Allyssa Sanderson says the sparks have returned to her son’s eyes, and everyone in his life has noticed.
Eight-year-old Ben Sanderson was diagnosed at the age of two with a severe form of epilepsy, Lennox-Gasteut syndrome. He was one of seven children under the age of 10 to complete a trial involving cannabis-related treatment to control seizures, and his quality of life has improved, his mother said.
Ben is developmentally between eight and 10 months old and has always had small gains, which she calls “inch-stones,” including eating meals or self-feeding. Since the cannabis oil treatment, he’s had more gains, she said. For example, when he hears the sound of water, he crawls toward the bathroom, wanting to take a bath.
“He understands things which he didn’t understand before … Before cannabis, he was just like this shell and his eyes were glossy. He was there, but it always seemed like he was in seizure activity. He was doing something to stimulate himself, he was chewing on his hands, he wasn’t looking at people in the eyes. And now he is focused, he is engaged, he’s actually making connections with kids that he goes to school and daycares with,” she said.
Ben could be seizure-free on some days, but on others, he could have more than 100 seizures. He was prescribed four different anti-epileptic medications and had reached the maximum dosage before toxicity; he tried the keto diet and wasn’t a surgery candidate. The last option was steroids, which Allyssa said wasn’t an option.
She approached Dr. Richard Huntsman, a University of Saskatchewan researcher, years ago after hearing about Charlotte’s Web, a cannabidiol (CBD) product. She said he told her something was in the works and that Ben would be a good candidate for it.
That something was a study, led by Huntsman and involving fellow U of S researcher Dr. Robert Laprairie. It found that in the seven trial patients who completed the study in Saskatoon, the daily use of a cannabis herbal extract — 95 per cent CBD (cannabidiol) oil to five per cent THC (tetrahydrocannabinol) — reduced the frequency of their seizures. The findings were published July 3 in the Frontiers in Neurology medical journal.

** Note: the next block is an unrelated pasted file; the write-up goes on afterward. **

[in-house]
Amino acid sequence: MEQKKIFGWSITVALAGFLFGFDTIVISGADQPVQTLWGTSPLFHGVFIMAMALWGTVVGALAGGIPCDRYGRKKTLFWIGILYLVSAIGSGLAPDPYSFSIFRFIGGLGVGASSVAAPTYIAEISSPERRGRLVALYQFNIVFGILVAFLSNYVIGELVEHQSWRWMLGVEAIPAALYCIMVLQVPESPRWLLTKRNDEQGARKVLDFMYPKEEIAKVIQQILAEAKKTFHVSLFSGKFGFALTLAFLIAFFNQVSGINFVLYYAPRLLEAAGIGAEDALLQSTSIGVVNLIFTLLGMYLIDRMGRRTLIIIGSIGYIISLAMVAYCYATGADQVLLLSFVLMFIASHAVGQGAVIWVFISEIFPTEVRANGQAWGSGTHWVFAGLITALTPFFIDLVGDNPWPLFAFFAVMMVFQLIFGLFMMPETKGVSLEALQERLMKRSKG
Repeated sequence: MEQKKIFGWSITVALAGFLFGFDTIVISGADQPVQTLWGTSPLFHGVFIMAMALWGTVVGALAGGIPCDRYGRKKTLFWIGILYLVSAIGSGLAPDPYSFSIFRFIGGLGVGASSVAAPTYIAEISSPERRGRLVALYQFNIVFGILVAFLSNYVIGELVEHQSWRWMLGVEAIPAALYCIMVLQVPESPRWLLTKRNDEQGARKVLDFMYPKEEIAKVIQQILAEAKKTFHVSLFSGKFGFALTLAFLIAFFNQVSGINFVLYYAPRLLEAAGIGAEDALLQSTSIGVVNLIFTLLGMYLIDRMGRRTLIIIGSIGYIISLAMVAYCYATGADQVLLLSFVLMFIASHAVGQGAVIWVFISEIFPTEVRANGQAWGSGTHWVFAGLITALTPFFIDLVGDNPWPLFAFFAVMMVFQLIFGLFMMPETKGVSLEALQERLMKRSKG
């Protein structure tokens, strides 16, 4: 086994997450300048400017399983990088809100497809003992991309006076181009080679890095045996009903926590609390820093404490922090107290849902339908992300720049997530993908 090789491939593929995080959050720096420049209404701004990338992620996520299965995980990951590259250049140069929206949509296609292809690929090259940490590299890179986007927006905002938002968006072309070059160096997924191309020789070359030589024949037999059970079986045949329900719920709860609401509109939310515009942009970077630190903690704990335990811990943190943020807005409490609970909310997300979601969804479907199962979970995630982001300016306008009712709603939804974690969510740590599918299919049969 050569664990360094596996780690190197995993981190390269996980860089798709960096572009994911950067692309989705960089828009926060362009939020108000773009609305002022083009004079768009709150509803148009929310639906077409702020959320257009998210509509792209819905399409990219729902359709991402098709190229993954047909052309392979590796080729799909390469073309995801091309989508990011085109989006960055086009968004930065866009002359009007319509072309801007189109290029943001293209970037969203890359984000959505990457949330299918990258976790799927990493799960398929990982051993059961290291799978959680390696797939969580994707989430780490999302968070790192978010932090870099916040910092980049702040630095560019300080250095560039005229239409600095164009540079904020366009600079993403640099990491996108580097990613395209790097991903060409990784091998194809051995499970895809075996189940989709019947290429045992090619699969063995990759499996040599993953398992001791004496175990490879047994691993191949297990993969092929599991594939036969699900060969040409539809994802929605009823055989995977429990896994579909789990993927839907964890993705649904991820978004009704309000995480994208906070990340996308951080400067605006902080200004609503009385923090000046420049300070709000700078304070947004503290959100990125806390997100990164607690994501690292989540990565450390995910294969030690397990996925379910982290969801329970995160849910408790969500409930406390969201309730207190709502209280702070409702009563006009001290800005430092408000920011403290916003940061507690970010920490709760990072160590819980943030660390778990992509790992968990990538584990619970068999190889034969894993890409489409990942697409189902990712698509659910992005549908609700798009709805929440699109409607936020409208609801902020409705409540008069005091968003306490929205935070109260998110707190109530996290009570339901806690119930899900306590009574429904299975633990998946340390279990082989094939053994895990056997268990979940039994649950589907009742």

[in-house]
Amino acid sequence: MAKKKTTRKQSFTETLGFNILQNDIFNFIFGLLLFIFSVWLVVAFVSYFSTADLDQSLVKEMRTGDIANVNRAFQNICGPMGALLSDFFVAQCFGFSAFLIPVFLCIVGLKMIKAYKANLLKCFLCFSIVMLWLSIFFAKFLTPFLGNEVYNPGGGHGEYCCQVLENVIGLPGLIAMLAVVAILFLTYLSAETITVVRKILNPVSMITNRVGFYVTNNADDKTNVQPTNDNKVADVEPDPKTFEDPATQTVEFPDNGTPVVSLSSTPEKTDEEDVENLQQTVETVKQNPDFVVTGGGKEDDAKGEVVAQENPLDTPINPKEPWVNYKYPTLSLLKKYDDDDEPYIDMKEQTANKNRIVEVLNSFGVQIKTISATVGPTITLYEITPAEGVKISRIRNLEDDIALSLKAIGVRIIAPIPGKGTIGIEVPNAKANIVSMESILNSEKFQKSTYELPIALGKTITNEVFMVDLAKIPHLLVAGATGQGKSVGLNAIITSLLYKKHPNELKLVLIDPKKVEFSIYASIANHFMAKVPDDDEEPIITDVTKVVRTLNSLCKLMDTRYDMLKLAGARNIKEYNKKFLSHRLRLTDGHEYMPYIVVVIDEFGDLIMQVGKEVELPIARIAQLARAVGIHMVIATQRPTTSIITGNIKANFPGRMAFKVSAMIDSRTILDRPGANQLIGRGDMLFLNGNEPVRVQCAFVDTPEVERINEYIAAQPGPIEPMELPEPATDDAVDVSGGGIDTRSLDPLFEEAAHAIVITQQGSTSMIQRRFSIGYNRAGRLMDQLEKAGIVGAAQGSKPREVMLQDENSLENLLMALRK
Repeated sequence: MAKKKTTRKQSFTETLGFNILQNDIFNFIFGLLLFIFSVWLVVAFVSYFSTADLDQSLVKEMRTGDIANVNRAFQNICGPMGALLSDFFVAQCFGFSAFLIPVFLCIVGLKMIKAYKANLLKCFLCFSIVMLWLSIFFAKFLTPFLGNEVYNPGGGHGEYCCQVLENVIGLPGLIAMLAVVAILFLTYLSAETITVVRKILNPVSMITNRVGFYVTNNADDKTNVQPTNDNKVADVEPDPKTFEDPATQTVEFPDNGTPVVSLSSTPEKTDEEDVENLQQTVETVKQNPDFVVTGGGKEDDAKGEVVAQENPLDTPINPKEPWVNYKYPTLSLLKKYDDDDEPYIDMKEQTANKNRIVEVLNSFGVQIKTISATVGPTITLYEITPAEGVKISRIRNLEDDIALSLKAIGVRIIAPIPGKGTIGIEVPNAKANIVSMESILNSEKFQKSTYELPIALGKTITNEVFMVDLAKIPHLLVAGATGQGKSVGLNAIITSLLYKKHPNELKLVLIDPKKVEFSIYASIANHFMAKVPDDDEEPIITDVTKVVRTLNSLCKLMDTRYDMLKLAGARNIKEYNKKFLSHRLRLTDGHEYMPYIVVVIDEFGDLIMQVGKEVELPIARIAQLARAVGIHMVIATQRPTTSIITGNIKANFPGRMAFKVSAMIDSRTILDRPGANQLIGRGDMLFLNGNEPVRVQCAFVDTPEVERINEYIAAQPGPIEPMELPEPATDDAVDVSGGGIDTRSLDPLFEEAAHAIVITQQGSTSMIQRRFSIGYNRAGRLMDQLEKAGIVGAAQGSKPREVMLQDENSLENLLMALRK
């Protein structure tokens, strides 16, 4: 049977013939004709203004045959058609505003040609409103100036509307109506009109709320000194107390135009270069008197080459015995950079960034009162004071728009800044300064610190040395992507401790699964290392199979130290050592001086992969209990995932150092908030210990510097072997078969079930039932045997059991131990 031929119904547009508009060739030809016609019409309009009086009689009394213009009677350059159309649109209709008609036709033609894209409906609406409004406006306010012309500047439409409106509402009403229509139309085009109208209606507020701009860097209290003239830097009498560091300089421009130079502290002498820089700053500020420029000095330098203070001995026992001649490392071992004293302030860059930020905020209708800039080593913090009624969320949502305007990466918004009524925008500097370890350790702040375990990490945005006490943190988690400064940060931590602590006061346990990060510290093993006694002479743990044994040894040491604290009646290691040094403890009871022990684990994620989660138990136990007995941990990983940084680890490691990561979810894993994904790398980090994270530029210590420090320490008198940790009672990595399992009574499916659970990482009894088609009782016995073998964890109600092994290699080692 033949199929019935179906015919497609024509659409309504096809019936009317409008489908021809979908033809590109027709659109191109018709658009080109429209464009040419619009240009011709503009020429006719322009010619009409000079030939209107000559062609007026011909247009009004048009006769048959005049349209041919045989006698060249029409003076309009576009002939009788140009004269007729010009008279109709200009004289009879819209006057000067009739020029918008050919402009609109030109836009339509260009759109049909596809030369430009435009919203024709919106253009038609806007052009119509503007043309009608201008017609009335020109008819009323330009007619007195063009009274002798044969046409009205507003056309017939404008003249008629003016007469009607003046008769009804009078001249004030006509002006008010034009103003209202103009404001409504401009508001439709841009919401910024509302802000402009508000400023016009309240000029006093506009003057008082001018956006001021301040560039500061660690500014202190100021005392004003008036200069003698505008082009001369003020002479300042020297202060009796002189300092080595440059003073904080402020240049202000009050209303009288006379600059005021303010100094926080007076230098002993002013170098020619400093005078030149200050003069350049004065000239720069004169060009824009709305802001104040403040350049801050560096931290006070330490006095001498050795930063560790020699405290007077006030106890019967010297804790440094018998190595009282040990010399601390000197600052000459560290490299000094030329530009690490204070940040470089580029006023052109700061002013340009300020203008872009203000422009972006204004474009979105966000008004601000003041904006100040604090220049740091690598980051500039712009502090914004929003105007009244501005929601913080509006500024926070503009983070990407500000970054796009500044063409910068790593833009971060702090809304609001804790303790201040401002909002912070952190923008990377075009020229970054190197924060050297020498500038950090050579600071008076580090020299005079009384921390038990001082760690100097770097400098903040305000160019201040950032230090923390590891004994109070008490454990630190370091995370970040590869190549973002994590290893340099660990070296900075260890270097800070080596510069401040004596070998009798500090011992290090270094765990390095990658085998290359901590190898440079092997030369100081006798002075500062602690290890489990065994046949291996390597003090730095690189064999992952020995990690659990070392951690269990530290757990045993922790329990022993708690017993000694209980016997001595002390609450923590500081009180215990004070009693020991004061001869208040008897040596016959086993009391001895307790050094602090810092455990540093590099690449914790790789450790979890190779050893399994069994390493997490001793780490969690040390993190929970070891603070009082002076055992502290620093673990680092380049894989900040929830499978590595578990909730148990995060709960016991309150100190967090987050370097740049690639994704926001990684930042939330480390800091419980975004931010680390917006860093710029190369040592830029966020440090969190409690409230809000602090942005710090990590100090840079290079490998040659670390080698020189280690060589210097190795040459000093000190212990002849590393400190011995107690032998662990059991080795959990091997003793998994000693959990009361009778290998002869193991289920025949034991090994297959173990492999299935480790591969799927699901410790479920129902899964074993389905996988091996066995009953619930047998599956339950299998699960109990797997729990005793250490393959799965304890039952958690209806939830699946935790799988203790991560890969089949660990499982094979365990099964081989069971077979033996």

Huntsman said good data is already available that shows cannabis-based therapies can be effective in controlling seizures in children with refractory (or uncontrolled) epilepsy. However, those studies involve the use of pharmaceutical grade, purified CBD, which is largely inaccessible to families in Canada due to high cost and regulatory reasons.
There was another group of products, the whole plant extracts. The 1:20 THC:CBD product was available when the study first started five years ago and was Health Canada approved, coming from a licensed producer. It was also believed that the small amount of THC could have a beneficial effect, although they had to be careful because of concerns about intoxication.
Laprairie said all of the evidence shows that it’s really the cannabidiol that is the “primary driver” of the anti-seizure effect.
Huntsman said the challenge has been that doctors have been very reluctant to authorize these therapies for children, because good dosage guidance hasn’t been available and there’s been concern that a small amount of THC would cause intoxication.
He reiterated that the data is preliminary and based on the results of the first seven children to complete the study out of 20 who were recruited. He said all of the kids responded to treatment, some more than others, and three became seizure-free. The preliminary data showed an average reduction in seizures of about 75 per cent for the seven participants.
As a result of the study, Huntsman said the researchers were able to provide a dosage guideline recommendation. Over the course of the study, the researchers measured the amount of CBD and THC in the trial patients’ blood as they increased the dosage, and found the THC levels remained low, even at higher dosage levels, he added.